Canada is McLaren's biggest opportunity so far this season. Red Bull has won five out of six races, but the Circuit Gilles Villeneuve favours power and its unusual layout has a habit of closing up the competitive order at the front.
Lewis Hamilton is McLaren's trump card. The lessons of Monaco learned, this is a perfect opportunity for him to show the mark of a true great by bouncing back from a bad weekend on and off track with one of his trademark stellar performances. Three times he has competed in Montreal, three times he has had pole position and twice he has stood on top of the podium.
Last year, Hamilton led a McLaren one-two in a race where tyre degradation was high. Red Bull opted to start on the harder compound rubber, which didn't pay off, while the silver corner got it right.
This year, tyres will again be key. Pirelli has allocated the same soft and super soft compounds that it used at Monaco. That race headed towards a dramatic, and unfulfilled, denouement with the top three running nose to tail after one, two and three stop strategies respectively, and in Montreal we could see similar diversity.
Canada promises to be a thriller © sutton-images.com
But what of Red Bull? Mark Webber has admitted that it hasn't exactly been a happy hunting ground for Scuderia Milton Keynes, although Sebastian Vettel was on the front row last year and David Coulthard claimed his final podium there in 2008. It could be a banana skin for Vettel, who can finish second to Hamilton in the next eight races and still be leading the championship such is his lead, but that's what everyone said about Monaco.
Vettel is very aware of the gaps on his CV, and he is probably thinking about how a Canadian GP trophy will look in his silverware cabinet.
Fernando Alonso was hotly tipped to win in Monaco had the race run its course without the red flag interruption. Last year, the Spaniard had a potentially race winning car in Canada, but ended up only third after a scrappy race. In Australia and Monaco, he showed top three pace, and it's inconceivable that he won't be in the podium mix this weekend. Especially with Ferrari's wind tunnel problems now behind it and a raft of aerodynamic upgrades coming on stream.
On the other side of the garage is a man under pressure. Felipe Massa has shown some flashes of Alonso-like pace this season, arguably more so than he did last season, but China aside has struggled to make good on his promise. With Pirelli shunning its hardest tyre compounds for this race, Ferrari could be on a for a good weekend and the Brazilian needs to push on to make a case for seeing out the last year of his contract with the team in 2012. But he's far from the only driver under pressure.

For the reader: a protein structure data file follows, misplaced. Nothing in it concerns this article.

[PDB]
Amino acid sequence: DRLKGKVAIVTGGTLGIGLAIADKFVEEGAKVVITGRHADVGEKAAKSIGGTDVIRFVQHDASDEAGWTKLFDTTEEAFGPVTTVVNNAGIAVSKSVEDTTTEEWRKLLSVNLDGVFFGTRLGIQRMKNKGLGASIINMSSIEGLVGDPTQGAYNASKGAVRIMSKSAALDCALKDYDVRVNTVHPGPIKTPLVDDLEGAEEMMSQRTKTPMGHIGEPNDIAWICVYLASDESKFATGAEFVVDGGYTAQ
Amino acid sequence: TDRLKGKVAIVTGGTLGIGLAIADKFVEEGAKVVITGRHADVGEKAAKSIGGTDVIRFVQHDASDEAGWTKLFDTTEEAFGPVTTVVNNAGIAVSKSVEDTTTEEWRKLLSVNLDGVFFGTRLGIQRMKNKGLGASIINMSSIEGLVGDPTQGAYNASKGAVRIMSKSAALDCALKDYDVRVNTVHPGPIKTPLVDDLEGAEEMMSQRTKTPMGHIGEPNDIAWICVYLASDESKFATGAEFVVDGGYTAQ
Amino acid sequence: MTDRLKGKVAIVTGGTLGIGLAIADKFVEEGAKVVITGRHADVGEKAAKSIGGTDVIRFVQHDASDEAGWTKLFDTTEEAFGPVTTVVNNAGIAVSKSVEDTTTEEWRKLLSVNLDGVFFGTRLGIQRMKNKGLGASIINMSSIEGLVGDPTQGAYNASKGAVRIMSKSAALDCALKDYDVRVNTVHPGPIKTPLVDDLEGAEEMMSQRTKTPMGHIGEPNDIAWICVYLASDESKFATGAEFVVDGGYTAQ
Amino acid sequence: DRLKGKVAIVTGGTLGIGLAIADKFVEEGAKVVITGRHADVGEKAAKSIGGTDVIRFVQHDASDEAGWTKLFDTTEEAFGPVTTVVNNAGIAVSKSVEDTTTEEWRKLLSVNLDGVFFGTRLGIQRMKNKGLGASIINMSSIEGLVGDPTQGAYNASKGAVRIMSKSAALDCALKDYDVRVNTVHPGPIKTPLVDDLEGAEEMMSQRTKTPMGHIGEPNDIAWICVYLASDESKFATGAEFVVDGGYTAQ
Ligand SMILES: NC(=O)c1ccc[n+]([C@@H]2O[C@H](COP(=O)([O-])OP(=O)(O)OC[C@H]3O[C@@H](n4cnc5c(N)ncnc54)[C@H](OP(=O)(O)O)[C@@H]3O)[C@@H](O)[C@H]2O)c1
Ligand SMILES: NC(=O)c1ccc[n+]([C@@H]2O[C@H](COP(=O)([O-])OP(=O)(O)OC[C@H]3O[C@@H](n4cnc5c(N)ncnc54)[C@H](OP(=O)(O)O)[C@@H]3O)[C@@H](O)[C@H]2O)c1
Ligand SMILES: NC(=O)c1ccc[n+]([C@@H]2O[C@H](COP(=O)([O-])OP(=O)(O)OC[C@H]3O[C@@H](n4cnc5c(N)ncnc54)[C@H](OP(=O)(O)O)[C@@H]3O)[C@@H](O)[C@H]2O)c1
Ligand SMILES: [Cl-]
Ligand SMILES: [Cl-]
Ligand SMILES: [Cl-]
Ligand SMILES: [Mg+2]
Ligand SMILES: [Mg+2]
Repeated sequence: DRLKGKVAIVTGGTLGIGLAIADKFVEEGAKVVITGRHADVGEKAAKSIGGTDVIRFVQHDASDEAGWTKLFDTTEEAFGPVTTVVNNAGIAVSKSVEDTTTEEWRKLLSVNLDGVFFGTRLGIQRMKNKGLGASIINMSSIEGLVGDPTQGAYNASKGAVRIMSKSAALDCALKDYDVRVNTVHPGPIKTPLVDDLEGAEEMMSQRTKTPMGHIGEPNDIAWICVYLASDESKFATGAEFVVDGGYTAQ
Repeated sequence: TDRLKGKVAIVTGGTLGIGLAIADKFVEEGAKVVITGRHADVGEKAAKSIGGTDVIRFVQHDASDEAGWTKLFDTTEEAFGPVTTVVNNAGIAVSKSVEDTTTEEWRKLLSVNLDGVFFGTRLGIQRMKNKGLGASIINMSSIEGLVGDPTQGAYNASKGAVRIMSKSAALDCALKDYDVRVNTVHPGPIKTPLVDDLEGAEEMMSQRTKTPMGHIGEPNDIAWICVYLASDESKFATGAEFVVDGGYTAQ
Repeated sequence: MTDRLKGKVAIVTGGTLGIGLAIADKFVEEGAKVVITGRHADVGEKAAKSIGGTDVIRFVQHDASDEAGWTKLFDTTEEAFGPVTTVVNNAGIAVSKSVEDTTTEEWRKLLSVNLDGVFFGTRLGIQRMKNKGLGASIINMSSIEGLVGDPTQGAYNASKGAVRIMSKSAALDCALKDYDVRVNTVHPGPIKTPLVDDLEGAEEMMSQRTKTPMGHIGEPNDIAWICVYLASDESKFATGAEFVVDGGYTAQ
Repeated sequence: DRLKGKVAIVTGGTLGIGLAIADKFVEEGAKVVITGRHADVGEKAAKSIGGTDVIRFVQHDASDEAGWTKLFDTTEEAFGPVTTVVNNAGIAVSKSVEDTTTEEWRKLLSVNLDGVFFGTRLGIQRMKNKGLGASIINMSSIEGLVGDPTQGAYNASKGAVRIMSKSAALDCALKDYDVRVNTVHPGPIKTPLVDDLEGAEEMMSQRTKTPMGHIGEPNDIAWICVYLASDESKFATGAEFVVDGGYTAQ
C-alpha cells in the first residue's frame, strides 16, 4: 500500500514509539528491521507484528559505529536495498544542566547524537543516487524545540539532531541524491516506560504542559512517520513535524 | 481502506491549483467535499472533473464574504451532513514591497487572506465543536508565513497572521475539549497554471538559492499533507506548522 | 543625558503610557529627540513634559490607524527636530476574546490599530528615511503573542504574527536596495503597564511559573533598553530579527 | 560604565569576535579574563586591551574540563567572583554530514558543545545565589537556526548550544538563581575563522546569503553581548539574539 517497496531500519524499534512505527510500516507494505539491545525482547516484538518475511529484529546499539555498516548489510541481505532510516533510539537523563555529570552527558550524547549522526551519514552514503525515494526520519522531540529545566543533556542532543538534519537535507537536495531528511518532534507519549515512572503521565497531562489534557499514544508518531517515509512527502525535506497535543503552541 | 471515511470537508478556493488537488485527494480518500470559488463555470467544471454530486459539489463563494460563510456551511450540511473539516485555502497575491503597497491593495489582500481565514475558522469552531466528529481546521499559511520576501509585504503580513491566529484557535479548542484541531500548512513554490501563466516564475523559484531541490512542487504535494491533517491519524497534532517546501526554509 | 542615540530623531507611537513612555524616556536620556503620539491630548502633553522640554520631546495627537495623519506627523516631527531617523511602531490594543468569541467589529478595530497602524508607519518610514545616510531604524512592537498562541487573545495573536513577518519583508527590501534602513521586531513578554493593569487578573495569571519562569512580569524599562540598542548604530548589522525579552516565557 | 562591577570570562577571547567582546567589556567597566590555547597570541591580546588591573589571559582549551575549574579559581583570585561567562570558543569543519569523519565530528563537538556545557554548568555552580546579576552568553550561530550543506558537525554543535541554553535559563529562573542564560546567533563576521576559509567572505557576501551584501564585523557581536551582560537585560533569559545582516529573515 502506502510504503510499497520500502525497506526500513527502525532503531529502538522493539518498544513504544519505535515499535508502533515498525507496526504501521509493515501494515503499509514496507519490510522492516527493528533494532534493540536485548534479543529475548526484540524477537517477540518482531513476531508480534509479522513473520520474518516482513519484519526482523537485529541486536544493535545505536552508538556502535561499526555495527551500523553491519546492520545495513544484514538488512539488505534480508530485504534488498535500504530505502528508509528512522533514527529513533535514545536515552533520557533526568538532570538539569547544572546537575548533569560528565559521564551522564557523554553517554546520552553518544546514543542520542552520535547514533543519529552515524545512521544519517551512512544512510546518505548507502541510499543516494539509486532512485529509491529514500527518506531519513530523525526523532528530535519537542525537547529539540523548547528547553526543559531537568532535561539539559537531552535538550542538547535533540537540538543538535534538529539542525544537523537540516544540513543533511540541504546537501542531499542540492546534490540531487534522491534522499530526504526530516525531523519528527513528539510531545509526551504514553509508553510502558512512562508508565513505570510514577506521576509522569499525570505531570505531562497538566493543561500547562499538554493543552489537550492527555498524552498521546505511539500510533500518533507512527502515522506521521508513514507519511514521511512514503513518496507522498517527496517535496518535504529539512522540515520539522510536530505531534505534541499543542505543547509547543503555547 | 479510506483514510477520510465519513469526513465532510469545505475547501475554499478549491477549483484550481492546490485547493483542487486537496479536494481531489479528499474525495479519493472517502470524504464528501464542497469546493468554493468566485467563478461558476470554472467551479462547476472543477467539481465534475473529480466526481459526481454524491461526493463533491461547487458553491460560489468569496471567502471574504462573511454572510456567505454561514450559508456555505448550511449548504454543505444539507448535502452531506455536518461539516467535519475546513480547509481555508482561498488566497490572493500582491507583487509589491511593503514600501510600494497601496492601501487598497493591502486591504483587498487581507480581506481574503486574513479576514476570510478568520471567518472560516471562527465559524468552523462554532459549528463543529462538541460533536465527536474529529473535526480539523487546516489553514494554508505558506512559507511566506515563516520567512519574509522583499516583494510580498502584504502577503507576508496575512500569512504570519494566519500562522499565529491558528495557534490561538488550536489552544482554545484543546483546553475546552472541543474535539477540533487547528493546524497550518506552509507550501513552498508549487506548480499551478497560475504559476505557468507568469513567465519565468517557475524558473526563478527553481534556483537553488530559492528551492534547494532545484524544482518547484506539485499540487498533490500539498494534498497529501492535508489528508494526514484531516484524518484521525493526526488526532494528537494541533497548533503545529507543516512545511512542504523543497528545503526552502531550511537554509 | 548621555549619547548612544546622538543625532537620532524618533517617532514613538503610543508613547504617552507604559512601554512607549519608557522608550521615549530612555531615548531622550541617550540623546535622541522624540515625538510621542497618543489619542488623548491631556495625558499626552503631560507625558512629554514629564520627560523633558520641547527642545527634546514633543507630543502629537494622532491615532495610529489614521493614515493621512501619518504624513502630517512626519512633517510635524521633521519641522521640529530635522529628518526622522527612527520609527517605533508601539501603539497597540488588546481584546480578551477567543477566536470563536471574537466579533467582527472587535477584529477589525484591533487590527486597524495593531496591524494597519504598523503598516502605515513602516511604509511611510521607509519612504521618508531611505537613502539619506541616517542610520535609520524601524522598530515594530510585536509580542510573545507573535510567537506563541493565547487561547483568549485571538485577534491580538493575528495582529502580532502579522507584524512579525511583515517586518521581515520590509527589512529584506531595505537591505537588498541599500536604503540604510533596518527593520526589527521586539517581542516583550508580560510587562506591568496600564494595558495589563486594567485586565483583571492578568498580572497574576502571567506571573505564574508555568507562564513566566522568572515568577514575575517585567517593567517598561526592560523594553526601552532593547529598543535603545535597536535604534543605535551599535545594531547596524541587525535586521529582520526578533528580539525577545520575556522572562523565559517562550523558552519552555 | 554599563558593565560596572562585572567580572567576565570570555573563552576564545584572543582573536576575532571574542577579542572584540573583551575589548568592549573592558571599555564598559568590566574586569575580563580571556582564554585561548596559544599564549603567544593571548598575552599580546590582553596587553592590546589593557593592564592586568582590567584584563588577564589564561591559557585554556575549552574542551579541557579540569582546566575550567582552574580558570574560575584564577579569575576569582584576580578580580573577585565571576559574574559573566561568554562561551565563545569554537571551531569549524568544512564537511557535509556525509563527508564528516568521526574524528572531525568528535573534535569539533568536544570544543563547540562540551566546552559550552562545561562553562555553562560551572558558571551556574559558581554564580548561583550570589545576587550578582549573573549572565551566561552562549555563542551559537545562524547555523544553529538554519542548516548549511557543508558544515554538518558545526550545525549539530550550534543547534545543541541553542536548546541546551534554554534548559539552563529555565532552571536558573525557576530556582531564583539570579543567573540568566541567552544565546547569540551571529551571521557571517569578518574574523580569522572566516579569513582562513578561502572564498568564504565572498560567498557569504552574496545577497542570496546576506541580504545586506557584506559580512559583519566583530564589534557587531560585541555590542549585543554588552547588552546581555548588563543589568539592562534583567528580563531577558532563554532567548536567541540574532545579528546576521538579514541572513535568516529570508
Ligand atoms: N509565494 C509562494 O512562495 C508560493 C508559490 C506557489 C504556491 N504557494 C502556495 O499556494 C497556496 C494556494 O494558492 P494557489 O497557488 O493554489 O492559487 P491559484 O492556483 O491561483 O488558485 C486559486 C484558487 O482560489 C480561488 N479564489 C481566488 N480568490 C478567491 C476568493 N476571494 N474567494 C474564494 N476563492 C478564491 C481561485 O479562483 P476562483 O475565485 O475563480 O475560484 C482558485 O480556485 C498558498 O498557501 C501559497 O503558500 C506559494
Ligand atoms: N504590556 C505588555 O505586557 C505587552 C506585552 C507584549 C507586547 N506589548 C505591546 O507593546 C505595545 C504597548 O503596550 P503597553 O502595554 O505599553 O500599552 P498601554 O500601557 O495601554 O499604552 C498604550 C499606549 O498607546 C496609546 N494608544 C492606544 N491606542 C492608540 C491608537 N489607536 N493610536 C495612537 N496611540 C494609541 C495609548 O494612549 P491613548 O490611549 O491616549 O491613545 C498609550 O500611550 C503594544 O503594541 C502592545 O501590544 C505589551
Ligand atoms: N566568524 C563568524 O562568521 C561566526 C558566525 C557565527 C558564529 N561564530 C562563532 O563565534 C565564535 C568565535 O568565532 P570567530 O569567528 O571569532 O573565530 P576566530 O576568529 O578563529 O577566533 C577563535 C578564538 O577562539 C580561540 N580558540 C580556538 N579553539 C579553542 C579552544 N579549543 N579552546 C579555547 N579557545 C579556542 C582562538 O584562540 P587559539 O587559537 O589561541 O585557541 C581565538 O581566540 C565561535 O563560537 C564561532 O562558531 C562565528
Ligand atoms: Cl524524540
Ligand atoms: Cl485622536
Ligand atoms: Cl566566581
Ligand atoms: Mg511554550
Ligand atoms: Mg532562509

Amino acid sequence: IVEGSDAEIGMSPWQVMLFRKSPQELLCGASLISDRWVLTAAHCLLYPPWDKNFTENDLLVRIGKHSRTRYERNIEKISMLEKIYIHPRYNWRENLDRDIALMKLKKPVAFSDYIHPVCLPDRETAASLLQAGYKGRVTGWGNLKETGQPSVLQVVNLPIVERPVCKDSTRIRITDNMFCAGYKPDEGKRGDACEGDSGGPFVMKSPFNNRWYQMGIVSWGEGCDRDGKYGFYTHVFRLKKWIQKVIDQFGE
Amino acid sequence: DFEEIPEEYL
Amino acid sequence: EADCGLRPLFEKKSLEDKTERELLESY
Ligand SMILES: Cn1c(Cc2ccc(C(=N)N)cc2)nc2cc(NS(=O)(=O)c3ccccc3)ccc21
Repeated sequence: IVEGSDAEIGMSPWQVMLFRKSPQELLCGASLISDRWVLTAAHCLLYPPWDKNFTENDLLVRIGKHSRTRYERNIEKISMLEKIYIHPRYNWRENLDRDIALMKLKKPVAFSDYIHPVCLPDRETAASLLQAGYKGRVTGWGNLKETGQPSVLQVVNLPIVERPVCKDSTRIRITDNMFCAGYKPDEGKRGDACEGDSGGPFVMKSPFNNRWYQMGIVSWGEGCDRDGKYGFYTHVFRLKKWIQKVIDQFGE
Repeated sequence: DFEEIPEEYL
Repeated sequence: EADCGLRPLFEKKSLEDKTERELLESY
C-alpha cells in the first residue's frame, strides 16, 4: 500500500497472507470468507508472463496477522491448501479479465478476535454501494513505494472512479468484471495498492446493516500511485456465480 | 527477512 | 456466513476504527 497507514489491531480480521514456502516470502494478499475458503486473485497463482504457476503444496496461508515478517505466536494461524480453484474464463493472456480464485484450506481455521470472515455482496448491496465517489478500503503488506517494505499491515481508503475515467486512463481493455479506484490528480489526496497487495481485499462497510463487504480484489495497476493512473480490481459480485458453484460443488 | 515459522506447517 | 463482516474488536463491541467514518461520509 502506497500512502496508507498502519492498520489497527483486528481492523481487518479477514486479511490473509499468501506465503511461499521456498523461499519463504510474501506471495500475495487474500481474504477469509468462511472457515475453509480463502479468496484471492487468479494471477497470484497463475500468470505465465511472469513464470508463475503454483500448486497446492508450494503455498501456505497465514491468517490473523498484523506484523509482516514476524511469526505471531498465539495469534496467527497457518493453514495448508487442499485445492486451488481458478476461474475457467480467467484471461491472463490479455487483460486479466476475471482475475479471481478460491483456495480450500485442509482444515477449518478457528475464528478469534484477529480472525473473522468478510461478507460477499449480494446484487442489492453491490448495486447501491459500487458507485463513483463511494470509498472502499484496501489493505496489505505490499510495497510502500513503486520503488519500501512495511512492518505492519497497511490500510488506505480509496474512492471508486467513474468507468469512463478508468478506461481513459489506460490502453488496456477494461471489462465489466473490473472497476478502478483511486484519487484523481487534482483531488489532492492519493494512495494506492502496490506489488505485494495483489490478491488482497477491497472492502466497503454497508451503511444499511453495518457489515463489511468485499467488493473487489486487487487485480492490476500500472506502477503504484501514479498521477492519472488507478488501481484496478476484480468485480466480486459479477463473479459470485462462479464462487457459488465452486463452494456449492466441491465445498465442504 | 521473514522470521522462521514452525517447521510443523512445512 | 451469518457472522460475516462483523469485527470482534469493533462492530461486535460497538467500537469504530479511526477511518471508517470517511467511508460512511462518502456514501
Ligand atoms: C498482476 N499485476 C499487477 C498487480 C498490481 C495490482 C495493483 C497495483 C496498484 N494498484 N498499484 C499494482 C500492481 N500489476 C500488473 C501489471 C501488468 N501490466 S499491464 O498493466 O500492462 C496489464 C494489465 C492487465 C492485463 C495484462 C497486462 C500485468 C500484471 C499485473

Take Nick Heidfeld. Since being called up to replace Robert Kubica, his performances in qualifying have largely let him down. Too many times he has had to work his way up the order, and arguably some potential top six finishes have ended up with only minor points positions thanks to disappointing results on Saturday. Team principal Eric Boullier has given him the hurry up and with Vitaly Petrov proving to be his equal in overall performance, its time for the German to underline just why he was the obvious choice to fill in for Kubica.
Jaime Alguersuari is the other driver in the wars. Scuderia Toro Rosso will replace one of its two drivers with Daniel Riccardo at the latest at the end of the year. Probably earlier than that. The Spaniard came into the season expected to assert himself over Sebastien Buemi after a strong end to 2010, but it hasn't played out like that.
In qualifying, he trails Buemi 5-1; in points terms the score is 7-0. Tyre degradation problems, partly as a result of the new diffuser package that Alguersuari alone ran in Spain, have played their part but now is the time for him to live up to the potential that he has shown.
|DRIVERS' HISTORY - MONTREAL|
|Driver||Monaco 2011||Spain 2011||China 2011||Malaysia 2011||Australia 2011|
|Paul di Resta||12||12||11||10||10|
|DRIVERS' HISTORY - CANADA|
|Paul di Resta|
As is the trend in 2011, it's into the unknown in Canada. The fact that Bridgestone's far more durable tyres required more than one of the customary pitstops tells you that this is a track that can be hard on rubber. So what does that mean for Pirelli?
No one really knows. Timo Glock describes his expectations of the tyres for Canada as being like a Christmas present - no-one will really know until they get there and open it! But with a double DRS zone, with drivers able to deploy the wing on both the back straight and on start/finish, and overtaking in Montreal traditionally relatively straightforward, it could be a race where running the fastest strategy regardless of track position concerns might pay off.
In short, expect a lot of passing. And a lot of pitstops.
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Edd Straw is Editor-in-Chief of Autosport, overseeing both print and digital versions of the brand. Edd has worked for Autosport since joining as a junior reporter in 2002. He became Editor in November 2014, having previously worked as National Editor, News Editor and Grand Prix Editor.
Originally from Guernsey in the Channel Islands, he joined Autosport shortly after graduating from university. He went on to cover a wide range of categories from club motorsport to the World Touring Car Championship and Le Mans to Formula 3 before switching to F1 full-time at the 2008 French Grand Prix. He continues to cover a range of international events in his position as Editor-in-Chief.
In his spare time, he was formerly a club racer whose abilities did not match his enthusiasm in a variety of categories.